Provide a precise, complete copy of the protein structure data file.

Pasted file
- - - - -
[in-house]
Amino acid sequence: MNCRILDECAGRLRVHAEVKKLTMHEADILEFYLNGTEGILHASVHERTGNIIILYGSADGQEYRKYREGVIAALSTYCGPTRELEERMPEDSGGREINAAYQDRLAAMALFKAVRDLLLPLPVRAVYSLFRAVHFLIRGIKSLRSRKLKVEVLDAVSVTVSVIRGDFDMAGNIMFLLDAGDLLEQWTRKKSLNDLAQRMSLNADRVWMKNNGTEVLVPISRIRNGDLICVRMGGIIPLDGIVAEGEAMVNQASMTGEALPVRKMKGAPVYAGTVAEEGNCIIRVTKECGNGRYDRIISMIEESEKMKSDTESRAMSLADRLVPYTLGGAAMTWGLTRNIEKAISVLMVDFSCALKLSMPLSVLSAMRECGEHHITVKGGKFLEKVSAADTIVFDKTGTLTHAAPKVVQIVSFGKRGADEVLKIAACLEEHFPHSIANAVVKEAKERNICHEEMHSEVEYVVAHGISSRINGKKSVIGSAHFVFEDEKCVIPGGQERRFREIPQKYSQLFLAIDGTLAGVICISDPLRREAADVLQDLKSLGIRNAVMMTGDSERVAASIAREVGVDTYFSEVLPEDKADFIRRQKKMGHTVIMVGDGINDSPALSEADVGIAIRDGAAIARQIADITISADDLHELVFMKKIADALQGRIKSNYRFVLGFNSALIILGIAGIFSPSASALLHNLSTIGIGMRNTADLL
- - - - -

[in-house]
Amino acid sequence: MNCRILDECAGRLRVHAEVKKLTMHEADILEFYLNGTEGILHASVHERTGNIIILYGSADGQEYRKYREGVIAALSTYCGPTRELEERMPEDSGGREINAAYQDRLAAMALFKAVRDLLLPLPVRAVYSLFRAVHFLIRGIKSLRSRKLKVEVLDAVSVTVSVIRGDFDMAGNIMFLLDAGDLLEQWTRKKSLNDLAQRMSLNADRVWMKNNGTEVLVPISRIRNGDLICVRMGGIIPLDGIVAEGEAMVNQASMTGEALPVRKMKGAPVYAGTVAEEGNCIIRVTKECGNGRYDRIISMIEESEKMKSDTESRAMSLADRLVPYTLGGAAMTWGLTRNIEKAISVLMVDFSCALKLSMPLSVLSAMRECGEHHITVKGGKFLEKVSAADTIVFDKTGTLTHAAPKVVQIVSFGKRGADEVLKIAACLEEHFPHSIANAVVKEAKERNICHEEMHSEVEYVVAHGISSRINGKKSVIGSAHFVFEDEKCVIPGGQERRFREIPQKYSQLFLAIDGTLAGVICISDPLRREAADVLQDLKSLGIRNAVMMTGDSERVAASIAREVGVDTYFSEVLPEDKADFIRRQKKMGHTVIMVGDGINDSPALSEADVGIAIRDGAAIARQIADITISADDLHELVFMKKIADALQGRIKSNYRFVLGFNSALIILGIAGIFSPSASALLHNLSTIGIGMRNTADLL